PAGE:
Cars equipped with electric engines or other alternative drives are making major inroads. Scientists at the Centre for Solar Energy and Hydrogen Research Baden-Württemberg (ZSW) set out to develop a suitable filling station for these vehicles. Launched in mid-February 2018, this project goes to create a fuel 'pump' for the future. This dispenser is to deliver renewable electrical power, hydrogen and methane in the most efficient, cost-effective and purpose-driven way possible. The Federal Ministry for Economic Affairs and Energy is funding this project with around €1.3 million. It will run for five years as part QUARREE 100, an initiative to test an urban quarter's fully renewable power supply.
Vehicular mobility is sure to change markedly in the years ahead. Far more cars running on electricity sourced from wind and the sun will soon be out on the road. The same goes for fuel cell vehicles powered with renewable hydrogen and natural gas vehicles that run on methane, another climate-friendly fuel produced using solar power. The network of charging points and hydrogen filling stations is expanding on a massive scale. Some stations furnish both electricity and hydrogen, but none dispenses electrical power, hydrogen and methane. ZSW aims to change that with this project.
Tiered use of renewable energy
What the Stuttgart-based scientists have in mind is to develop a multienergy dispenser. The idea is to use the grid to charge electric cars' batteries with renewable electricity sourced from wind power plants and the like. A large stationary battery will store unused power when supply is greater than demand, and dispense it when demand is greater than supply. "If the battery is full and recharging electric cars cannot deplete it, this green electricity will be converted into hydrogen in a second step," says ZSW's Dr. Ulrich Zuberbühler by way of explanation. Fuel cell vehicles run on this type of energy. And if hydrogen production exceeds demand, the surplus gas goes into a storage tank.
Tomorrow's filling station will include third stage to produce methane when the hydrogen storage tank is full and demand from fuel cell cars is low. Carbon dioxide will then be added to the hydrogen to convert into methane. Both gases react to a catalyst to form methane. This fuel is the main component of natural gas, so natural gas cars can readily use it. If refueling cars do not deplete the methane supply, the surplus gas is stored and then piped into the natural gas grid when the storage tank fills up.
"With our project, the coupling of the electrical grid with mobility will not be limited to electric cars," explains Zuberbühler. "The other alternative drives will also benefit from it."
ZSW's researchers are talking about tiered use of renewable energy. Their priority is to make the most of resources by minimizing energy losses. Stage one is the first choice and remains so until its potential is exhausted. The most efficient use of regenerative electricity is to power electric motors. None of the energy is lost in translation, and battery storage loss amounts to no more than ten percent. Stages two and three—conversion to hydrogen and then methanation—are only an option once demand for electrical power has been met. Electrical power can be converted to hydrogen at around 75 percent efficiency; the figure for methane is roughly 60 percent. These gases are long-term, zero-loss stores of energy. Efficiency increases by a few percentage points when the waste heat generated during the conversion process is put to use.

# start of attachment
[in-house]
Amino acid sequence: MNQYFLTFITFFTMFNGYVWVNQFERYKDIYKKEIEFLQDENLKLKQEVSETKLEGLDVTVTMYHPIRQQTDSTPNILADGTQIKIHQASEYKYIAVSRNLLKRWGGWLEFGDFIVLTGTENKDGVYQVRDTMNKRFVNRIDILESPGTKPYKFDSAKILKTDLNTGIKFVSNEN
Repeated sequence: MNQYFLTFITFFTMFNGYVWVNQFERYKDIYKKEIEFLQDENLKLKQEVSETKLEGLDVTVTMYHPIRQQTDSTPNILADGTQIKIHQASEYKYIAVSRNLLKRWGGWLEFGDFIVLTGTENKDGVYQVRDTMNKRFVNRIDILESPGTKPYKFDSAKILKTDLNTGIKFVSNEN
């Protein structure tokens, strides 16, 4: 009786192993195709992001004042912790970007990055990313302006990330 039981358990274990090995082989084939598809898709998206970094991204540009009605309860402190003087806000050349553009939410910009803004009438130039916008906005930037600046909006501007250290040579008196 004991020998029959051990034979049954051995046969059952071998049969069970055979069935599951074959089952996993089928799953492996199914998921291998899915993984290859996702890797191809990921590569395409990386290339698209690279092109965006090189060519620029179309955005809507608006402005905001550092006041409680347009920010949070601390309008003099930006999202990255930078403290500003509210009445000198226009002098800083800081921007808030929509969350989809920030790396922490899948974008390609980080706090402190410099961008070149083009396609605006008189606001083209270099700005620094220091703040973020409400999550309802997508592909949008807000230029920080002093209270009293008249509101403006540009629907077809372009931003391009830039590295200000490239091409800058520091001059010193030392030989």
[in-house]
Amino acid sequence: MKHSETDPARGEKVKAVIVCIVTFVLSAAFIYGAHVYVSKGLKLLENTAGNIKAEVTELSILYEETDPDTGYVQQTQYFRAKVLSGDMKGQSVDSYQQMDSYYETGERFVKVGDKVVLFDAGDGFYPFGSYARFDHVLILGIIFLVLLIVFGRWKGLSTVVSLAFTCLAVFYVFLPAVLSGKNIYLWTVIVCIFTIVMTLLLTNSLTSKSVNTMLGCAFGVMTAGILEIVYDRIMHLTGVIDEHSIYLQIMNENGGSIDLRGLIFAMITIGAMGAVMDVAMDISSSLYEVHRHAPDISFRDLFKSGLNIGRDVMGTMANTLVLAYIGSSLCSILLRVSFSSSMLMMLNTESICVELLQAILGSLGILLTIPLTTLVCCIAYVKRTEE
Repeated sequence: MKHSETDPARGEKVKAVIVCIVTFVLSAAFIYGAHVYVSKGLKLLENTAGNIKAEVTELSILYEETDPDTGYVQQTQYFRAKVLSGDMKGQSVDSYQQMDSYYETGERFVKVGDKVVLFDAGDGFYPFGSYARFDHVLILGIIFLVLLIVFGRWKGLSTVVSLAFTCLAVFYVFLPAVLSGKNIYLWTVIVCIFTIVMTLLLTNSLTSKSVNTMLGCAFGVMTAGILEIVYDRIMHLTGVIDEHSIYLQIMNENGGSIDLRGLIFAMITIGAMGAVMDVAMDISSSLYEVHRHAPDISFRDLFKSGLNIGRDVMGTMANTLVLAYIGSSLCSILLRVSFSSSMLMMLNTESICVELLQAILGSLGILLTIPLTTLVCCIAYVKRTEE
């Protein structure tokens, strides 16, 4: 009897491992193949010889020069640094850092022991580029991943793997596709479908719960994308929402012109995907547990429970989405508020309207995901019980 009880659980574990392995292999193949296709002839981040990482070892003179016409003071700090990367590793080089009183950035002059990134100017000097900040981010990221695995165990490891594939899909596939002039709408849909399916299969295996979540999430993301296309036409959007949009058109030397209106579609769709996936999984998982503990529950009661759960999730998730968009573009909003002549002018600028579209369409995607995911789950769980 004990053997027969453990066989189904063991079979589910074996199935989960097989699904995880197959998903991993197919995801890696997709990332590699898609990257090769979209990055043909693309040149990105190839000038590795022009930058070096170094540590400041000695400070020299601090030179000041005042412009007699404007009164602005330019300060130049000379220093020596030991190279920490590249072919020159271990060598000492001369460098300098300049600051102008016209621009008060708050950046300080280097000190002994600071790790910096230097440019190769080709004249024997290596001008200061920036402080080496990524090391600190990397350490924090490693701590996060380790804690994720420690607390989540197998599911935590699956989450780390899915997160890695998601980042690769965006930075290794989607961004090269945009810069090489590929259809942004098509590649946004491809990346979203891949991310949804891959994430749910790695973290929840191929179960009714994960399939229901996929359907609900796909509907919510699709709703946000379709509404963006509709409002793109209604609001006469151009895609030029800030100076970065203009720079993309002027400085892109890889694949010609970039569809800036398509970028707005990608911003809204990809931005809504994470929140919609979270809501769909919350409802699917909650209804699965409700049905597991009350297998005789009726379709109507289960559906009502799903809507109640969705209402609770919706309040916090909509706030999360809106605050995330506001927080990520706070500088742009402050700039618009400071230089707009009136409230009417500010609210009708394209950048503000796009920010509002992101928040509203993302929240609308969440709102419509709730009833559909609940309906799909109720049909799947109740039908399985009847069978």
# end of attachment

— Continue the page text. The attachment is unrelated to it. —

Efforts to enhance components
With this project, ZSW aims to improve the efficiency, service life and cost-effectiveness of the two main components, a high-pressure alkaline electrolyzer and a plate methanation reactor. Scientists want to advance the state of the art for both on a 100-kilowatt scale. Electrolysis and methane synthesis will have to take place separately, which requires some form of hydrogen buffer or intermediate storage facility. The institute will develop a concept for this and assess its safety.
The researchers have three years to develop the technology, work out a safety concept and clarify all the details for approval. The results will be tested at an on-site demo facility starting in 2020.
This ZSW initiative is part of QUARREE 100, a €24 million lighthouse project that brings together academic institutes, business and public authorities in a bid to switch the energy supply of a section of Heide, a town in the county of Dithmarschen, to renewables. This filling station will serve the quarter as an 'energy center' where power is converted and stored.
Stepping up 'sector coupling'
Green electricity accounts for around a third of the power in Germany' grid, and its share is growing. This figure expected to rise to 65 percent by 2030. Off-grid use—for example, in electric cars and as an alternative fuel—would help make the transportation sector more climatefriendly. Little progress has been made on this front. The alternative fuels hydrogen and methane also have great advantages. They can serve as chemical media for long-term, loss-free energy storage. On top of that, they can be fed into Germany's natural gas grid and used to heat buildings without leaving a carbon footprint. The term coined to describe this convergence of electricity, fuel and heating across industries
is sector coupling.
The funding for this project is part of a joint initiative of the Federal Ministry of Education and Research and the Federal Ministry of Economic Affairs to promote solar in building projects and energy-efficient urban development.